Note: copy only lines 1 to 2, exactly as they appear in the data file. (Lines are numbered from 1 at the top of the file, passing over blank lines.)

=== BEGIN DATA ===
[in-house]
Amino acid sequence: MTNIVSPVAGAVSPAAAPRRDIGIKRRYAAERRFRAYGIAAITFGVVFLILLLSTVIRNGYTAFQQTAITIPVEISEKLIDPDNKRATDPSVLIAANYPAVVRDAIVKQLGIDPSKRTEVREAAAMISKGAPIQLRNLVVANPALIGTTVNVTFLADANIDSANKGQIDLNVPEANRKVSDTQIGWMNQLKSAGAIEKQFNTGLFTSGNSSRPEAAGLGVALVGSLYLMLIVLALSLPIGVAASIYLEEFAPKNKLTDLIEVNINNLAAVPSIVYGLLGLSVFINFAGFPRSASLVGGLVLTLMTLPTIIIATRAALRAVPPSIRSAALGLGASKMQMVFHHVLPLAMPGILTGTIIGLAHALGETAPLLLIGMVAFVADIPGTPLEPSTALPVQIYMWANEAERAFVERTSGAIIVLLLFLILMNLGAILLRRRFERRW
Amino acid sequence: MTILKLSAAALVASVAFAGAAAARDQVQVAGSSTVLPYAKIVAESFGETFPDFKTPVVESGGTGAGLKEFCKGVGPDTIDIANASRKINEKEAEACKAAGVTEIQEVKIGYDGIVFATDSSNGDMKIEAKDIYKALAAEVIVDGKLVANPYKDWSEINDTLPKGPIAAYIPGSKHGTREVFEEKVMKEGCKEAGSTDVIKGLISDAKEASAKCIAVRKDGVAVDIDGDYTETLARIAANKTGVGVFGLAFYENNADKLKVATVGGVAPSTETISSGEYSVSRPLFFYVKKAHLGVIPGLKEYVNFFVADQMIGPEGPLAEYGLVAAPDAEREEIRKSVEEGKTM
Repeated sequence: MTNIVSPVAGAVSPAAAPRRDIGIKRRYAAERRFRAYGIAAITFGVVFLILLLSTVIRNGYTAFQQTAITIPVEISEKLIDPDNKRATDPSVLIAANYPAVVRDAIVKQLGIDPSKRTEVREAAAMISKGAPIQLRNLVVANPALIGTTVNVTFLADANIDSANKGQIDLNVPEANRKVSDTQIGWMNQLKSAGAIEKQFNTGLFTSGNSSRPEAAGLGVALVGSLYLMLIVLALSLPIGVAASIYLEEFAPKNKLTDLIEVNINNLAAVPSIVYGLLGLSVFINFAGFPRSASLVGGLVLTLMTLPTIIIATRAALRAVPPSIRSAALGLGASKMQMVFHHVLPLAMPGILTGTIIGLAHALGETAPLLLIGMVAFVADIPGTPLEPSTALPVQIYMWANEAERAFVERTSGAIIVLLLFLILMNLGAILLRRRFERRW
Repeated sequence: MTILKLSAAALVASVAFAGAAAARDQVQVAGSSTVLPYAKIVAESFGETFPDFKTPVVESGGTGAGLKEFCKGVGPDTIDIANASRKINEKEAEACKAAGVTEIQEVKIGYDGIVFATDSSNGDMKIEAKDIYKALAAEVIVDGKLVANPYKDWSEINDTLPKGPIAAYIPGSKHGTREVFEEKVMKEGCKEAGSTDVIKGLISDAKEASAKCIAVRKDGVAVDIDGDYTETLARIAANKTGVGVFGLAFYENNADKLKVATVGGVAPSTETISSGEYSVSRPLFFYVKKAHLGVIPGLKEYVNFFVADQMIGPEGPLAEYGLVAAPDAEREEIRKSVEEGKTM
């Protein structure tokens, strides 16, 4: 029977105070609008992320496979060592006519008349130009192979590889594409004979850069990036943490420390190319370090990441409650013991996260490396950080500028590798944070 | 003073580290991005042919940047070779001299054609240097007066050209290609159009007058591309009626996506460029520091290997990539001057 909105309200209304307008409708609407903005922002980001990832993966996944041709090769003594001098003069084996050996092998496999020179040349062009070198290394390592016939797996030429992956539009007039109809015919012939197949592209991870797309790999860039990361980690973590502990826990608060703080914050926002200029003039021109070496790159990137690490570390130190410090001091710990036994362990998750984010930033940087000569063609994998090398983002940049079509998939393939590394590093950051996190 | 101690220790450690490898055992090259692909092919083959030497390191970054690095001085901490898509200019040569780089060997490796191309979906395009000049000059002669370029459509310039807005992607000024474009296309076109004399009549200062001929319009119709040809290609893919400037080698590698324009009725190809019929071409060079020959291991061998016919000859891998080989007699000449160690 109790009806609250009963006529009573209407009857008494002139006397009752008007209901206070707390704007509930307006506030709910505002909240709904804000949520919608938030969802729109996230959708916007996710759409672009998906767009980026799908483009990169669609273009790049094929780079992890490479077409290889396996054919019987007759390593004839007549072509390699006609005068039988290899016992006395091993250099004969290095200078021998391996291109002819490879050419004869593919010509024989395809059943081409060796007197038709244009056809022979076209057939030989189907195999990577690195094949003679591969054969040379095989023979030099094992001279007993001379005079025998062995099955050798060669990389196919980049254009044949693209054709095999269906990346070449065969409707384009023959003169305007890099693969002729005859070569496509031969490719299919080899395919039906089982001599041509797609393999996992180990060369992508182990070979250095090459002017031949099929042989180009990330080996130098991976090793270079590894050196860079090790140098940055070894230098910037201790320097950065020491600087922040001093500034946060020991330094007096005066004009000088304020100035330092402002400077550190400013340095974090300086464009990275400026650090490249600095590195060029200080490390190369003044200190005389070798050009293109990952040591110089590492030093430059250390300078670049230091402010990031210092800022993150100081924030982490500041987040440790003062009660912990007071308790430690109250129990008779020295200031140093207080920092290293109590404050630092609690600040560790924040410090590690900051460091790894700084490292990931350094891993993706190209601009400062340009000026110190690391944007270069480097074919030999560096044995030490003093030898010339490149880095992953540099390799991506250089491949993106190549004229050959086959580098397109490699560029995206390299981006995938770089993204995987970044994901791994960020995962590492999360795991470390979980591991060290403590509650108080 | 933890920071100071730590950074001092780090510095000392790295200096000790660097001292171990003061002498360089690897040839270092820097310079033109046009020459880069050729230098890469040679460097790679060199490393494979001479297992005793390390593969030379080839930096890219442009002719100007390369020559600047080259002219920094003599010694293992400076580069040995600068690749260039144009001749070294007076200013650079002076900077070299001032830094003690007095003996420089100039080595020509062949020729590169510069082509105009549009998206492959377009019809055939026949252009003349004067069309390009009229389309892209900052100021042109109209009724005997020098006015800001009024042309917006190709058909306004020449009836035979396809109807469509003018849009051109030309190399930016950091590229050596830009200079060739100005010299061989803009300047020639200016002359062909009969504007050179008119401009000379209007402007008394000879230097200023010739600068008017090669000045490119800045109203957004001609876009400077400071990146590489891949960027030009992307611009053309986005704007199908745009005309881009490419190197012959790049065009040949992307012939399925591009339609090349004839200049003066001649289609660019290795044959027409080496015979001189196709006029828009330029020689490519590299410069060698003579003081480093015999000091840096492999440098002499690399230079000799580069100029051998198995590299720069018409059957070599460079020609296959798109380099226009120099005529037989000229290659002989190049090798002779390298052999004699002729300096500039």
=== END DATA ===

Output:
[in-house]
Amino acid sequence: MTNIVSPVAGAVSPAAAPRRDIGIKRRYAAERRFRAYGIAAITFGVVFLILLLSTVIRNGYTAFQQTAITIPVEISEKLIDPDNKRATDPSVLIAANYPAVVRDAIVKQLGIDPSKRTEVREAAAMISKGAPIQLRNLVVANPALIGTTVNVTFLADANIDSANKGQIDLNVPEANRKVSDTQIGWMNQLKSAGAIEKQFNTGLFTSGNSSRPEAAGLGVALVGSLYLMLIVLALSLPIGVAASIYLEEFAPKNKLTDLIEVNINNLAAVPSIVYGLLGLSVFINFAGFPRSASLVGGLVLTLMTLPTIIIATRAALRAVPPSIRSAALGLGASKMQMVFHHVLPLAMPGILTGTIIGLAHALGETAPLLLIGMVAFVADIPGTPLEPSTALPVQIYMWANEAERAFVERTSGAIIVLLLFLILMNLGAILLRRRFERRW